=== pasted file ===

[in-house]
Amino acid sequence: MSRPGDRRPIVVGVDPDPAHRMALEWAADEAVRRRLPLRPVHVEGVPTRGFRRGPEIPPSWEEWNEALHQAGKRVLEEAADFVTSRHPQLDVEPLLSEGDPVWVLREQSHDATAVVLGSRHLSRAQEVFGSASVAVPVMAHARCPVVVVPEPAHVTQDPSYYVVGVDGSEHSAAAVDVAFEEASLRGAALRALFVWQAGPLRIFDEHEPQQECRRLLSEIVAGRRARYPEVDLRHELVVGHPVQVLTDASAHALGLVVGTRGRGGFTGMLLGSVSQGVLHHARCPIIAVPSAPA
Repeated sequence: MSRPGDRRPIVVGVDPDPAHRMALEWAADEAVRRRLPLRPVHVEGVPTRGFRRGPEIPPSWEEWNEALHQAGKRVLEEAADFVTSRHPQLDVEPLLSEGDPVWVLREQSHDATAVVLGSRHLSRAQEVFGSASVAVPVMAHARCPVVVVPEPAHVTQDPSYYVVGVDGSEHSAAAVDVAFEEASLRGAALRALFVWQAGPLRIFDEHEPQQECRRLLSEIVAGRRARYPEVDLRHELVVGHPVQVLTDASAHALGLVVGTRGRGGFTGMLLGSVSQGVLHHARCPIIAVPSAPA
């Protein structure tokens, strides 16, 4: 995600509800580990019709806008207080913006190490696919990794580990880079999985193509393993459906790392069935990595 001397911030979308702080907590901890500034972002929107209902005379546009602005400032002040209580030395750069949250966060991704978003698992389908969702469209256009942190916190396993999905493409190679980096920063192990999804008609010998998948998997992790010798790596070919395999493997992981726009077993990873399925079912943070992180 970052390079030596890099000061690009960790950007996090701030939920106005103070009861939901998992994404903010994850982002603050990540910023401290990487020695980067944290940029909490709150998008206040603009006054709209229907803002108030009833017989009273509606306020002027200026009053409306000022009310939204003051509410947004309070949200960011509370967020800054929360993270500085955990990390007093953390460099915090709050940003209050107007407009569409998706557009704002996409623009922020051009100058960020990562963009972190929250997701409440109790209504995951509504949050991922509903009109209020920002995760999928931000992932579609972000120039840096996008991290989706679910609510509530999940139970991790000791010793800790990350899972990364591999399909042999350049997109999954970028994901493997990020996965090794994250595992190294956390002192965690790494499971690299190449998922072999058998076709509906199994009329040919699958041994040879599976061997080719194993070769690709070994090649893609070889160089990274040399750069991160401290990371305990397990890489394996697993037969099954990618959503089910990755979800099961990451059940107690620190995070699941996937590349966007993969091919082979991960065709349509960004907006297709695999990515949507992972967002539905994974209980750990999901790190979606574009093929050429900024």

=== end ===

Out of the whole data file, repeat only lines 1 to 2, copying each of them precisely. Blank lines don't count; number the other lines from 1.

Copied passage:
[in-house]
Amino acid sequence: MSRPGDRRPIVVGVDPDPAHRMALEWAADEAVRRRLPLRPVHVEGVPTRGFRRGPEIPPSWEEWNEALHQAGKRVLEEAADFVTSRHPQLDVEPLLSEGDPVWVLREQSHDATAVVLGSRHLSRAQEVFGSASVAVPVMAHARCPVVVVPEPAHVTQDPSYYVVGVDGSEHSAAAVDVAFEEASLRGAALRALFVWQAGPLRIFDEHEPQQECRRLLSEIVAGRRARYPEVDLRHELVVGHPVQVLTDASAHALGLVVGTRGRGGFTGMLLGSVSQGVLHHARCPIIAVPSAPA